Short of the Week

Fantasy Phillip Van

And She Stares Longingly at What She Has Lost

Beautifully shot film about a woman's loss of innocence at the hand of the world.

And She Stares Longingly at What She Has Lost

Directed By Phillip Van
Made In USA

I spend a lot of time, perhaps more than could reasonably be considered healthy, trolling around webland looking for forms of visual entertainment to while away the day, so when I come across something that’s completely new to me but has been hiding in the open for a while it has the unsettling feeling of finding yourself wearing the very glasses you’ve spent the last hour hunting for.

That was my experience when I stumbled across the latest installment in the Little Minx Exquisite Corpse series on one of my most trusted video resources No Fat Clips. An exquisite corpse is a technique employed by Surrealists whereby words or images are collectively assembled in a creative relay that picks up where the previous participant left off, forming the corpse in question. The Little Minx Exquisite Corpse rules dictate that each director responds to the last line of text of the previous director’s script only, which has resulted in a nice range of subject matter and style for the collection.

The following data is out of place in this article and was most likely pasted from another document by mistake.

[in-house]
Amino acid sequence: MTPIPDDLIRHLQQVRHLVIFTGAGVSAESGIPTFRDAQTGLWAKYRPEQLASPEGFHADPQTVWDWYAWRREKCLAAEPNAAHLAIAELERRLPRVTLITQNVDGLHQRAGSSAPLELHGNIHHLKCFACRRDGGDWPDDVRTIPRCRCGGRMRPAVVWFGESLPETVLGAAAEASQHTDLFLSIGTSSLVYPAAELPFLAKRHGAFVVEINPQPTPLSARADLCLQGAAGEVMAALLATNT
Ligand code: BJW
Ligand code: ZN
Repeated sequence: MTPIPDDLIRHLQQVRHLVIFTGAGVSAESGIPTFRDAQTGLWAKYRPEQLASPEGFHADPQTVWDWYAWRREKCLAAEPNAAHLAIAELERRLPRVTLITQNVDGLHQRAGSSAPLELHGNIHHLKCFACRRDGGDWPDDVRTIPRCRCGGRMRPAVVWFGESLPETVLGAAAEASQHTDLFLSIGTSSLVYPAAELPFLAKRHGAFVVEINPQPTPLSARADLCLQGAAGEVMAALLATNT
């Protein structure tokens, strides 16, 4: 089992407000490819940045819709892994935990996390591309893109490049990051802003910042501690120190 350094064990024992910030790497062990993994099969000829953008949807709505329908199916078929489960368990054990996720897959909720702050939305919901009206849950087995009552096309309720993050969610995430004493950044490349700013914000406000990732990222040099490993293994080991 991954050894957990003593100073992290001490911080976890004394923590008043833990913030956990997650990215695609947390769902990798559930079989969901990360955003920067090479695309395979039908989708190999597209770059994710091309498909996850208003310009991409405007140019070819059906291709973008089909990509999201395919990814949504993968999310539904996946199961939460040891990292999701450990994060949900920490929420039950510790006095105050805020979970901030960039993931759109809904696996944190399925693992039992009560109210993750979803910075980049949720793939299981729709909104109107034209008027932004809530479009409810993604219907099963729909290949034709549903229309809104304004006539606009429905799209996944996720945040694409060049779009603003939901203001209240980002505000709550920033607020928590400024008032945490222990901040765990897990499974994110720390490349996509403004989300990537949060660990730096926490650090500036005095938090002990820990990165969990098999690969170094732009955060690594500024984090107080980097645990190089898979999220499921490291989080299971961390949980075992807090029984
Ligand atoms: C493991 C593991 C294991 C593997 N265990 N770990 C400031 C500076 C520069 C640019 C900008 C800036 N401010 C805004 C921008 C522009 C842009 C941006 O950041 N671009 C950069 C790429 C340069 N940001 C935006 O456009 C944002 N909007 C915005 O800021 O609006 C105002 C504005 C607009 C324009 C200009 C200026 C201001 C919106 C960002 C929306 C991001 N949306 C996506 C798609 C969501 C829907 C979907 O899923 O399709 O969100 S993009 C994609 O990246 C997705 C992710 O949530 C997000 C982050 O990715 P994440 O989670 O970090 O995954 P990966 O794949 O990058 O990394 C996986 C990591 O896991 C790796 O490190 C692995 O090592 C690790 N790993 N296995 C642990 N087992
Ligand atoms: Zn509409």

The fifth jump brings us to Phillip Van’s haunting And She Stares Longingly at What She Has Lost, which opens to a carefree child’s Eden full of bunny rabbits and a dog eager to play fetch accompanied by Jeff Alexander’s Come Wander with Me (sung by actress Bonnie Beecher for an episode of The Twilight Zone of the same name) initially evoking a feeling of peace and comfort, that is until the appearance of the Water Man.

There are several ways to interpret the underlying cause of the loss of innocence that takes place in And She Stares… but it’s achingly obvious that no matter how much she pines, Big Minx played by Kate Tomlinson can never return to the world of her girl self. Phillip Van’s luscious frames are beautifully augmented by Method Studios’ visual effects and I was particularly taken by how the oft used ugly duckling turns swan motif of the shedding of glasses, is the transformative moment here that spells utter destruction for the life that once was.